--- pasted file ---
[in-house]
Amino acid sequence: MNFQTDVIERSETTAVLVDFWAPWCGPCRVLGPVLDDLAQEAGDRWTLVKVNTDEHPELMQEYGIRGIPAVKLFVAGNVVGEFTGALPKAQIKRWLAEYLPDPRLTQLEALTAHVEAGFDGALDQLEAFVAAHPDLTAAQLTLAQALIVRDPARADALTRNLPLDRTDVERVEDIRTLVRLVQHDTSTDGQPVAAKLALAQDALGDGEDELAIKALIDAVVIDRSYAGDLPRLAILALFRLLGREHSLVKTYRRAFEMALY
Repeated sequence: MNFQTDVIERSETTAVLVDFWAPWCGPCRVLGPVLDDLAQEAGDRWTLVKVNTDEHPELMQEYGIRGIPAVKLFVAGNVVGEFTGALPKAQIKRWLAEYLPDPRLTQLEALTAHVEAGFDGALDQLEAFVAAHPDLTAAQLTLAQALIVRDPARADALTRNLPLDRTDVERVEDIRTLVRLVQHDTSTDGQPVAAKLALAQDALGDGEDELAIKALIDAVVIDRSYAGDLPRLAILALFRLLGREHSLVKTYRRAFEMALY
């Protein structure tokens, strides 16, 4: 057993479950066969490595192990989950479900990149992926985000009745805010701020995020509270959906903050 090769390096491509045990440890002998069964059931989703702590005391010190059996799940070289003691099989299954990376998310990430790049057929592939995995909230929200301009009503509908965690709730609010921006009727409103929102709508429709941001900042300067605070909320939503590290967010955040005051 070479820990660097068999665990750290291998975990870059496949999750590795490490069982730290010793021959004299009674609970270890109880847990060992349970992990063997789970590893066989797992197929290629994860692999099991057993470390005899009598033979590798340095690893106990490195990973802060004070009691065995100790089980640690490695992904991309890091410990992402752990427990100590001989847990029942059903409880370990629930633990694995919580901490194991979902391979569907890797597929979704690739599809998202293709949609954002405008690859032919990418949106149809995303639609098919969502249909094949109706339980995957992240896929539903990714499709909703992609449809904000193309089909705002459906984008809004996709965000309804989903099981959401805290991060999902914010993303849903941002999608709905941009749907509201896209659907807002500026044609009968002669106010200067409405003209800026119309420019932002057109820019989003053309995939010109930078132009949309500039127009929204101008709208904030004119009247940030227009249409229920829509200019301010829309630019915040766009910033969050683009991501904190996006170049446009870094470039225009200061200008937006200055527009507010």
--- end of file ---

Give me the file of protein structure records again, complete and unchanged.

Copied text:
[in-house]
Amino acid sequence: MNFQTDVIERSETTAVLVDFWAPWCGPCRVLGPVLDDLAQEAGDRWTLVKVNTDEHPELMQEYGIRGIPAVKLFVAGNVVGEFTGALPKAQIKRWLAEYLPDPRLTQLEALTAHVEAGFDGALDQLEAFVAAHPDLTAAQLTLAQALIVRDPARADALTRNLPLDRTDVERVEDIRTLVRLVQHDTSTDGQPVAAKLALAQDALGDGEDELAIKALIDAVVIDRSYAGDLPRLAILALFRLLGREHSLVKTYRRAFEMALY
Repeated sequence: MNFQTDVIERSETTAVLVDFWAPWCGPCRVLGPVLDDLAQEAGDRWTLVKVNTDEHPELMQEYGIRGIPAVKLFVAGNVVGEFTGALPKAQIKRWLAEYLPDPRLTQLEALTAHVEAGFDGALDQLEAFVAAHPDLTAAQLTLAQALIVRDPARADALTRNLPLDRTDVERVEDIRTLVRLVQHDTSTDGQPVAAKLALAQDALGDGEDELAIKALIDAVVIDRSYAGDLPRLAILALFRLLGREHSLVKTYRRAFEMALY
């Protein structure tokens, strides 16, 4: 057993479950066969490595192990989950479900990149992926985000009745805010701020995020509270959906903050 090769390096491509045990440890002998069964059931989703702590005391010190059996799940070289003691099989299954990376998310990430790049057929592939995995909230929200301009009503509908965690709730609010921006009727409103929102709508429709941001900042300067605070909320939503590290967010955040005051 070479820990660097068999665990750290291998975990870059496949999750590795490490069982730290010793021959004299009674609970270890109880847990060992349970992990063997789970590893066989797992197929290629994860692999099991057993470390005899009598033979590798340095690893106990490195990973802060004070009691065995100790089980640690490695992904991309890091410990992402752990427990100590001989847990029942059903409880370990629930633990694995919580901490194991979902391979569907890797597929979704690739599809998202293709949609954002405008690859032919990418949106149809995303639609098919969502249909094949109706339980995957992240896929539903990714499709909703992609449809904000193309089909705002459906984008809004996709965000309804989903099981959401805290991060999902914010993303849903941002999608709905941009749907509201896209659907807002500026044609009968002669106010200067409405003209800026119309420019932002057109820019989003053309995939010109930078132009949309500039127009929204101008709208904030004119009247940030227009249409229920829509200019301010829309630019915040766009910033969050683009991501904190996006170049446009870094470039225009200061200008937006200055527009507010």